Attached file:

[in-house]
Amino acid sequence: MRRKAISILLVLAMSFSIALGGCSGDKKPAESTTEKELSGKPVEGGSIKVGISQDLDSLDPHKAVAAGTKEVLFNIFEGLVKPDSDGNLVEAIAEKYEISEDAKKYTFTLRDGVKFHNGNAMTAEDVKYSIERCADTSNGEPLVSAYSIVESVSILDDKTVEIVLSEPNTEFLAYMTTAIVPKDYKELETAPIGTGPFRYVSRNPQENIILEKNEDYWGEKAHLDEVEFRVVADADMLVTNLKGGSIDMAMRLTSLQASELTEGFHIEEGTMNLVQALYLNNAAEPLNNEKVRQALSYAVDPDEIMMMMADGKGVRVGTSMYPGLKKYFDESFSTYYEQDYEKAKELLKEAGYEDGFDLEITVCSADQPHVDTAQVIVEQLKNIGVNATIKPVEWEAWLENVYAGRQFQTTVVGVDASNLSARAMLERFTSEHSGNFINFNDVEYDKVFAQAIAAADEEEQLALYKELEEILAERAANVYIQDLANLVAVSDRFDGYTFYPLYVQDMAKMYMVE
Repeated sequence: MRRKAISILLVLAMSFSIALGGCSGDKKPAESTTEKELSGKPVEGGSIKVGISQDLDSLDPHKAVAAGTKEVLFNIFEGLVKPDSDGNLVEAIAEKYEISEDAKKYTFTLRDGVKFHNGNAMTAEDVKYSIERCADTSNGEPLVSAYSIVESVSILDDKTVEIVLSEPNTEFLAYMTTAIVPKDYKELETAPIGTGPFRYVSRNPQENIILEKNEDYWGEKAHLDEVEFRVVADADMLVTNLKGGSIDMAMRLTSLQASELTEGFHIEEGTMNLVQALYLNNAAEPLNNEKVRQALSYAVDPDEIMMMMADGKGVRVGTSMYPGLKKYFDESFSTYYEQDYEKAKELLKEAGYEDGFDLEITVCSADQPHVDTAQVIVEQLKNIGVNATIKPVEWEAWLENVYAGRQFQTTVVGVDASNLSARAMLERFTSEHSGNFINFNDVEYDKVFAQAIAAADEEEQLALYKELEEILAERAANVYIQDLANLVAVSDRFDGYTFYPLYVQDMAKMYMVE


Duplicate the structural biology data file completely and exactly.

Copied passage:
[in-house]
Amino acid sequence: MRRKAISILLVLAMSFSIALGGCSGDKKPAESTTEKELSGKPVEGGSIKVGISQDLDSLDPHKAVAAGTKEVLFNIFEGLVKPDSDGNLVEAIAEKYEISEDAKKYTFTLRDGVKFHNGNAMTAEDVKYSIERCADTSNGEPLVSAYSIVESVSILDDKTVEIVLSEPNTEFLAYMTTAIVPKDYKELETAPIGTGPFRYVSRNPQENIILEKNEDYWGEKAHLDEVEFRVVADADMLVTNLKGGSIDMAMRLTSLQASELTEGFHIEEGTMNLVQALYLNNAAEPLNNEKVRQALSYAVDPDEIMMMMADGKGVRVGTSMYPGLKKYFDESFSTYYEQDYEKAKELLKEAGYEDGFDLEITVCSADQPHVDTAQVIVEQLKNIGVNATIKPVEWEAWLENVYAGRQFQTTVVGVDASNLSARAMLERFTSEHSGNFINFNDVEYDKVFAQAIAAADEEEQLALYKELEEILAERAANVYIQDLANLVAVSDRFDGYTFYPLYVQDMAKMYMVE
Repeated sequence: MRRKAISILLVLAMSFSIALGGCSGDKKPAESTTEKELSGKPVEGGSIKVGISQDLDSLDPHKAVAAGTKEVLFNIFEGLVKPDSDGNLVEAIAEKYEISEDAKKYTFTLRDGVKFHNGNAMTAEDVKYSIERCADTSNGEPLVSAYSIVESVSILDDKTVEIVLSEPNTEFLAYMTTAIVPKDYKELETAPIGTGPFRYVSRNPQENIILEKNEDYWGEKAHLDEVEFRVVADADMLVTNLKGGSIDMAMRLTSLQASELTEGFHIEEGTMNLVQALYLNNAAEPLNNEKVRQALSYAVDPDEIMMMMADGKGVRVGTSMYPGLKKYFDESFSTYYEQDYEKAKELLKEAGYEDGFDLEITVCSADQPHVDTAQVIVEQLKNIGVNATIKPVEWEAWLENVYAGRQFQTTVVGVDASNLSARAMLERFTSEHSGNFINFNDVEYDKVFAQAIAAADEEEQLALYKELEEILAERAANVYIQDLANLVAVSDRFDGYTFYPLYVQDMAKMYMVE